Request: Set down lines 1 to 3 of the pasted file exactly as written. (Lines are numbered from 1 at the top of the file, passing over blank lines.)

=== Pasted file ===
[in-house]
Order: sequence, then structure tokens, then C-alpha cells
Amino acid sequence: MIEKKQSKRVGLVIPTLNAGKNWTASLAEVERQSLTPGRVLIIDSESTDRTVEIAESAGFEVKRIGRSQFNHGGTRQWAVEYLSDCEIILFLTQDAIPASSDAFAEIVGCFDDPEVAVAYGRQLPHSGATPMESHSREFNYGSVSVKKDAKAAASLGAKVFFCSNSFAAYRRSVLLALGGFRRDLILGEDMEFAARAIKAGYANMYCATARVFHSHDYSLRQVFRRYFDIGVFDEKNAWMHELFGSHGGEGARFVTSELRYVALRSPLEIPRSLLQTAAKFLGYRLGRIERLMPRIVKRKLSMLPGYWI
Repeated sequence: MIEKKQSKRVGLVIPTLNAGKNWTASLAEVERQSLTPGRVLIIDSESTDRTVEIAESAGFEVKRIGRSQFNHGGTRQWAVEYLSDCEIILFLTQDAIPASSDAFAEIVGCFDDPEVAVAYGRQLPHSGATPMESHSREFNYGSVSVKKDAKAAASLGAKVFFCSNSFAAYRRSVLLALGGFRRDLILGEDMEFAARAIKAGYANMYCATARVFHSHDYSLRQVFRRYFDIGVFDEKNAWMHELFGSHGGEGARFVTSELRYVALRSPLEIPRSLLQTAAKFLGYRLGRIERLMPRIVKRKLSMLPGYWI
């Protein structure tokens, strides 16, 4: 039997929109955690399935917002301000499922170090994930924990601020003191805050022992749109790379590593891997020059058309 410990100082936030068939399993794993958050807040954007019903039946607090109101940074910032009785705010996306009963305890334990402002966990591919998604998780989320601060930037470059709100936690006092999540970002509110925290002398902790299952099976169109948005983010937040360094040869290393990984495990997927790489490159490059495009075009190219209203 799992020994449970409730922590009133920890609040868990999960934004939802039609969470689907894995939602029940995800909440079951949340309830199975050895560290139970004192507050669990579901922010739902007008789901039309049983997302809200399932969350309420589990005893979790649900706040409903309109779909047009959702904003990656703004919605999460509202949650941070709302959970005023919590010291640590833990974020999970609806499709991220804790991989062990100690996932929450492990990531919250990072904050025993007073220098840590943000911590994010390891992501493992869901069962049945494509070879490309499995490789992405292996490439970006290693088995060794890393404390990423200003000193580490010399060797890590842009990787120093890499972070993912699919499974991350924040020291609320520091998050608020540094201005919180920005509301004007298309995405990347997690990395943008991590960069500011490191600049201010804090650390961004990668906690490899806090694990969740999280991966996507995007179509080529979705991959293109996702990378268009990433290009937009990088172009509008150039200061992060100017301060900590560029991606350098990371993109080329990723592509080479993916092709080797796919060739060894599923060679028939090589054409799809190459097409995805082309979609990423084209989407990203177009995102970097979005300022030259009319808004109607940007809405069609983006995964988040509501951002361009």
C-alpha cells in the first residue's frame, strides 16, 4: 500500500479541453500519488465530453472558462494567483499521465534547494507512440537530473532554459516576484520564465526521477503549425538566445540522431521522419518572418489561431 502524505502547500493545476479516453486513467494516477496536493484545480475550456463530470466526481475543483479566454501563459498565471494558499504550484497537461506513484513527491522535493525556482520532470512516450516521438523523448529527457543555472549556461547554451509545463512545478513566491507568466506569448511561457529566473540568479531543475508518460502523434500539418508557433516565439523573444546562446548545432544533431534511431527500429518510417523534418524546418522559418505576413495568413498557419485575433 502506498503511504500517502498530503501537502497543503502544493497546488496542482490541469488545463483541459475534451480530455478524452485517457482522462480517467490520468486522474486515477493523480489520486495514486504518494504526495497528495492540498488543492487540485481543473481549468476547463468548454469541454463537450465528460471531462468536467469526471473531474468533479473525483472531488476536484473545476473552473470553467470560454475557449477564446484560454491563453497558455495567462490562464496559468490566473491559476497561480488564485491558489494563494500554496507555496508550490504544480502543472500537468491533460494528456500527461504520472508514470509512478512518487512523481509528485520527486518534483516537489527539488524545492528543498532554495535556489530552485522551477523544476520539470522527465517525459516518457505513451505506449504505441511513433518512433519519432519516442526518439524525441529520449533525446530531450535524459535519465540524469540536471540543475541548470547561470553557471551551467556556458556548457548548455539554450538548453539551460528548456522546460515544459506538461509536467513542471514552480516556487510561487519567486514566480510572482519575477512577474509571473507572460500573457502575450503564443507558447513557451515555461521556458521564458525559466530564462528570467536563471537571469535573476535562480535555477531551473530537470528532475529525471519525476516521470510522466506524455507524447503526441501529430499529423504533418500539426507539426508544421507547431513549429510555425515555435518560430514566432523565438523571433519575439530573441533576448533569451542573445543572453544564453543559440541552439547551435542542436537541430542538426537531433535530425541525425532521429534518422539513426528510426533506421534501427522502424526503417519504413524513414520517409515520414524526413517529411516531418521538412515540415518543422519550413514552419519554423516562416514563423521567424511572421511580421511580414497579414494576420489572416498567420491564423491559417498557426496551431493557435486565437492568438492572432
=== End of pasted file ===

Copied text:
[in-house]
Order: sequence, then structure tokens, then C-alpha cells
Amino acid sequence: MIEKKQSKRVGLVIPTLNAGKNWTASLAEVERQSLTPGRVLIIDSESTDRTVEIAESAGFEVKRIGRSQFNHGGTRQWAVEYLSDCEIILFLTQDAIPASSDAFAEIVGCFDDPEVAVAYGRQLPHSGATPMESHSREFNYGSVSVKKDAKAAASLGAKVFFCSNSFAAYRRSVLLALGGFRRDLILGEDMEFAARAIKAGYANMYCATARVFHSHDYSLRQVFRRYFDIGVFDEKNAWMHELFGSHGGEGARFVTSELRYVALRSPLEIPRSLLQTAAKFLGYRLGRIERLMPRIVKRKLSMLPGYWI